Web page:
Lecture 8. Paradigm #6 Dynamic Programming
Popularized by Richard Bellman ("Dynamic
Programming", Princeton University Press,
1957; call number QA 264.B36). Chapter 15 of
CLRS.
Typically, dynamic programming reduces the
complexity of a problem from 2n t
Lecture 21 NP-complete problems
Why do we care about NP-complete problems?
Because if we wish to solve the P=NP problem, we need to
deal with the hardest problems in NP.
Why do we want to solve the P=NP problem?
Because it will solve other 3000 NPC pro
Lecture 22 More NPC problems
Today, we prove three problems to be NP-
complete
3CNF-SAT
Clique problem
Vertex cover
Dick Karp
3-CNF SAT is NP-complete
A boolean formula is in 3-conjunctive normal
form (3-CNF) if it consists of clauses
connected by AND
Lecture 23. Subset Sum is NPC
The Subset Sum Problem: Given a set of
positive integers S and a "target" t. Question: Is
there a subset S' of S such that the sum of the
elements of S' is equal to t ?
For example, if S =
cfw_35,54,384,520,530,672,831,935
Lecture 24 Coping with NPC and
Unsolvable problems.
When a problem is unsolvable, that's generally very bad
news: it means there is no general algorithm that is
guaranteed to solve the problem in all cases.
However, it's rare that we actually want the c
CS341, Winter, 2011
Algorithms
Instructor: Ming Li
David R. Cheriton School of Computer Science
University of Waterloo
http:/www.cs.uwaterloo.ca/~cs341/
The last century has witnessed the
development of a beautiful and elegant new
scientific field: the de
Lecture 2
We have given O(n3), O(n2), O(nlogn) algorithms for the max sub-range problem. This
time, a linear time algorithm!
The idea is as follows: suppose we have found the maximum subrange sum for
x[1.n-1]. Now we have to find it for x[1.n]. There are
Lecture 3: Reduce to known problem
Convex Hull (section 33.3 of CLRS). Suppose we have a bunch of
points in the plane, given by their x and y coordinates. The convex
hull is the "smallest" convex subset that contains all the points. Here
"convex" means t
Lecture 4. Paradigm #2 Recursion
Last time we discussed Fibonacci numbers F(n), and Alg
fib(n)
if (n <= 1) then return(n)
else return(fib(n-1)+fib(n-2)
The problem with this algorithm is that it is woefully
inefficient. Let T(n) denote the number of st
Lecture 5
Today, how to solve recurrences
We learned guess and proved by induction
We also learned substitution method
Today, we learn the master theorem
More divide and conquer:
closest pair problem
matrix multiplication
Master Theorem
Theorem 4.1 (
Lecture 6 More Divide-Conquer
and Paradigm #4 Data Structure.
Today, we do more divide-and-conquer.
And, we do Algorithm design paradigm # 4:
invent or augment a data structure.
More divide and conquer:
powering a number
Problem: Compute an , where n i
Lecture 20. Computational Complexity
So far in this course we have discussed two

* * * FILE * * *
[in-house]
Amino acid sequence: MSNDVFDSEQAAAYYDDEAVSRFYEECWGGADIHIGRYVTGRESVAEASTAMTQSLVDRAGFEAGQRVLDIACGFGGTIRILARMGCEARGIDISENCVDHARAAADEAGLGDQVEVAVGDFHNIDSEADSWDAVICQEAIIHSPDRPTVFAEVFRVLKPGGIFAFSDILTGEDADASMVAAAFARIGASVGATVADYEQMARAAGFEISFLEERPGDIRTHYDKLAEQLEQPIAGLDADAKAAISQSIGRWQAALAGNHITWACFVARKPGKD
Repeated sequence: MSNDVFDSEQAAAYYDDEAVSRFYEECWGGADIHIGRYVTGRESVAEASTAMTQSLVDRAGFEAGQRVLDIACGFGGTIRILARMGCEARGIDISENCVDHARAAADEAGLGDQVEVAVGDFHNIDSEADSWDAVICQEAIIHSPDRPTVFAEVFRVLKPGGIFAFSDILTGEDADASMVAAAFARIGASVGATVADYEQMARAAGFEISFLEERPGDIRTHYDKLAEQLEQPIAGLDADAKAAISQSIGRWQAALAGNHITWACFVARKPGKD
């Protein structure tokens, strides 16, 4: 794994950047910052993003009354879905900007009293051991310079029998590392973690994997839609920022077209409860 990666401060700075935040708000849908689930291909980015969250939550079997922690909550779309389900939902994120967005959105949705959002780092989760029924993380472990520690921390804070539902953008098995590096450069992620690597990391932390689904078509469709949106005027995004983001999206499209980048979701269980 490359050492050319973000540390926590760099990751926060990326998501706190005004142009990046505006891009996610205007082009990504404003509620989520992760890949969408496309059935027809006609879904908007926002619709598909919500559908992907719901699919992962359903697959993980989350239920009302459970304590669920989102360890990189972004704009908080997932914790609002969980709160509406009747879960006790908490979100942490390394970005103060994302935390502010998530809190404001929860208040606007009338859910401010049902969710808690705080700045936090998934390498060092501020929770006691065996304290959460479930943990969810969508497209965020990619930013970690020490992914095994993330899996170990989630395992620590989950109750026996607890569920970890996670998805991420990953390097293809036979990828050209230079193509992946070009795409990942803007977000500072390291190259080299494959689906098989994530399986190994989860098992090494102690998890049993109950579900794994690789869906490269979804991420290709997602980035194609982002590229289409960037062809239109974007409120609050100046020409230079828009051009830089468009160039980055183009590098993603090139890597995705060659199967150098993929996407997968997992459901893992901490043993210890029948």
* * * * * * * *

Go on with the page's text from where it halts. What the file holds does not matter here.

sorts of problems: problems that are efficiently
solvable, like shortest paths or matrix
multiplication, and problems that are unsolvable.
In between the two, however, are p
Lecture 19. Reduction: More
Undecidable problems
It turns out that many problems are undecidable.
In fact, many problems are even harder than being
undecidable. You can actually have an infinite
hierarchy of undecidable problems - each level
contains pr
Lecture 9. Dynamic Programming:
optimal coin change
We have seen this problem before: you are given an
amount in cents, and you want to make change using a
system of denominations, using the smallest number of
coins possible. Sometimes the greedy algorit
Lecture 10. Paradigm #8:
Randomized Algorithms
Back to the majority problem (finding the
majority element in an array A).
FIND-MAJORITY(A, n)
while (true) do
randomly choose 1 I n;
if A[i] is the majority then
return (A[i]);
If there is a majority elem
Lecture 11 Deterministic Selection
The goal is to determine the i'th smallest element from a list of n
elements in linear time. No random numbers are used.
The algorithm is due to Blum, Floyd, Pratt, Rivest, and Tarjan
(1973). The idea is the same as RA
Lecture 12: Lower bounds
By "lower bounds" here we mean a lower bound on the complexity
of a problem, not an algorithm. Basically we need to prove that no
algorithm, no matter how complicated or clever, can do better than
our bound. This is often hard!
Lecture 13: Adversary Arguments
continues
This lecture, we continue with the adversary
argument by giving more examples.
Example 4. Largest and Second Largest
Problem: given a list of n elements, find the
2nd largest. [Reference: S. Baase, Computer Alg
Lecture 15. Graph Algorithms
An undirected graph G is a pair (V,E), where V is a finite
set of points called vertices and E is a finite set of edges.
An edge e E is an unordered pair (u,v), where u,v
V.
In a directed graph, the edge e is an ordered pai
Lecture 16. Shortest Path Algorithms
The single-source shortest path problem is the following: given a
source vertex s, and a sink vertex v, we'd like to find the shortest
path from s to v. Here shortest path means a sequence of directed
edges from s to
Lecture 17 Path Algebra
Matrix multiplication of adjacency matrices of directed
graphs give important information about the graphs.
Manipulating these matrices to study graphs is path
algebra.
With "path algebra" we can solve the following problems:
Co
Lecture 18. Unsolvability
Kurt Gdel
Before the 1930s, mathematics was not like today.
Then people believed that everything true must be
provable. (More formally, in a powerful enough
mathematical system, a true statement should be
provable as a theorem.
Lecture 7 Paradigm #5 Greedy Algorithms
Ref. CLRS, Chap. 16
Example 1 (Making change) Suppose you buy
something of cost less than $5, and you get your
change in Canadian coins. How can you
minimize the number of coins returned to you?
Formally: Given x